A Golem application consists of a certain number of execution units - e.g. VMs capable of running Docker images - launched within the network's provider nodes that are orchestrated by a requestor agent - a piece of code talking directly to the REST API on a requestor node.
Golem's execution units are theoretically capable of running code inside any environment that provides effective isolation of execution from the host. Currently Docker VMs and WASM are supported. The scope of this document is limited to the former.
So far, said orchestration takes the form of one of three types of actions:
sending input files to the execution unit
running commands on the execution unit
getting output files back from the execution unit
The application depicted in this article consists of two distinct components:
Requestor agent - splits the computation problem into several parts, and sends them to providers. After receiving all the results from the providers, the requestor combines them to form the final output that is passed to the user.
Provider VM image - executes the given part and returns results to the requestor.
In the case of a VM application, the Provider side is implemented as a docker image crafted for the desired purpose. It is the responsibility of the application's author to prepare a dedicated dockerfile that describes this custom image. Of course, it may happen that there already exists an image (e.g. on Docker Hub) that can be used directly - in such case, this step can be skipped.
The application's execution starts on the Requestor's end when the user runs the requestor agent.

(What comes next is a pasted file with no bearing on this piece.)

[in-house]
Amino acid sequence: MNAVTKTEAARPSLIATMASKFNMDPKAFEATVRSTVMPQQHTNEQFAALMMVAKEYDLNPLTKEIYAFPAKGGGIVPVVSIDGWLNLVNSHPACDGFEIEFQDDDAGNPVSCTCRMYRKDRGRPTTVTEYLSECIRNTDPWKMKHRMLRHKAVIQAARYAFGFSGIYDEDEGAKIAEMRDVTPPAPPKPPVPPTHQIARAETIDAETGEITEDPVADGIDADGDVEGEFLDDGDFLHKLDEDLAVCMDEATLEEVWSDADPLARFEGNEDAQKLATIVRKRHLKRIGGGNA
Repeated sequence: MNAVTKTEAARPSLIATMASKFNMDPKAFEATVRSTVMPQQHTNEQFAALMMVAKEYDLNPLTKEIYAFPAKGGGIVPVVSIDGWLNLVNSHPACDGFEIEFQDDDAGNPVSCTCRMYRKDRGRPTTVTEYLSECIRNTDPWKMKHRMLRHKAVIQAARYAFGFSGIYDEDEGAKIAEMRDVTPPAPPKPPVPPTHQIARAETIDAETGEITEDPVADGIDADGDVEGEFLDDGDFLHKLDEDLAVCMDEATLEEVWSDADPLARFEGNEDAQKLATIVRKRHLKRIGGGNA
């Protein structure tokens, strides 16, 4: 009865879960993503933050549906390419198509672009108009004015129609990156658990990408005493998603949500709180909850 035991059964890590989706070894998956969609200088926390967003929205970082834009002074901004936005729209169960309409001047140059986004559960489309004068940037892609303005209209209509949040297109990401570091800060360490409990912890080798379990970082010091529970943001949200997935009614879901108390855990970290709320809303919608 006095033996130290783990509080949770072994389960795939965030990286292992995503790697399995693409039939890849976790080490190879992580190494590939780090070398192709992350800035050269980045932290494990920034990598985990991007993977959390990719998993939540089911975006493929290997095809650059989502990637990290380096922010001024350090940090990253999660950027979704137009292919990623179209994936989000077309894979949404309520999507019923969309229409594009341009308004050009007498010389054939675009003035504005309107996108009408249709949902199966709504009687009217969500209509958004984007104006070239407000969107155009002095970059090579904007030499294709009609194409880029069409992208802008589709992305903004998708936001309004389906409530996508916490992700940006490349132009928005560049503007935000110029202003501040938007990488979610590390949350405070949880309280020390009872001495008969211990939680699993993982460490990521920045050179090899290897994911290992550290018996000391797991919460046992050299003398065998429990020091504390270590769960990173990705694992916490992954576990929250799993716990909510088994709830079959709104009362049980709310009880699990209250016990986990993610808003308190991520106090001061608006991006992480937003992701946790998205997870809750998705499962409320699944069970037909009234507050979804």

After specifying and publishing a demand to Golem's market, the requestor agent receives offers from providers that meet its needs - e.g. having a sufficient amount of RAM.
Once agreements with the selected providers are finalized, which happens in the course of an automated negotiation process, the providers are asked to load the appropriate image.
The task is then split into fragments and each provider can receive one or more of such fragments. Each fragment is described by a certain set of input data - part of which can be common for the whole task and part of which may be specific for the given fragment. The prepared data is then sent - either directly from the memory, or from requestor's local file system - to the provider and further, into the Docker container's file system on the provider's execution unit.
A script consisting of one or more commands is executed by the execution unit using the providers' docker containers.
The requestor agent needs to transfer the output files from the provider's docker container's file systems to its local file system.
The agent then combines all the data transferred from providers to form the final output that can be consumed by the application user.
To learn about some additional details on how different parts of Golem work together, please have a look at:
First, you need to think about your computational problem in terms of parallel execution. Let's visualize your computational problem:
Next, you need to find a way how to divide the whole problem into fragments. Each fragment is a distinct part of the whole and may be processed by a different provider, independently from other fragments:
In order to proceed further, you'll be required to design your app in such a way that it's able to:
Translate the problem fragments into input and output files the processing of which is performed independently in each of the providers.
Combine all the output files into the final solution of the problem at hand.
When it comes to the implementation itself, and as has been already mentioned above, any VM-based application for Golem is made up of two components:
a Docker image that will run as a container on providers.
Let's see how the implementation goes then! But first, let's understand how
hashcat, the password-recovery tool which we are going to use, can be made to work in parallel.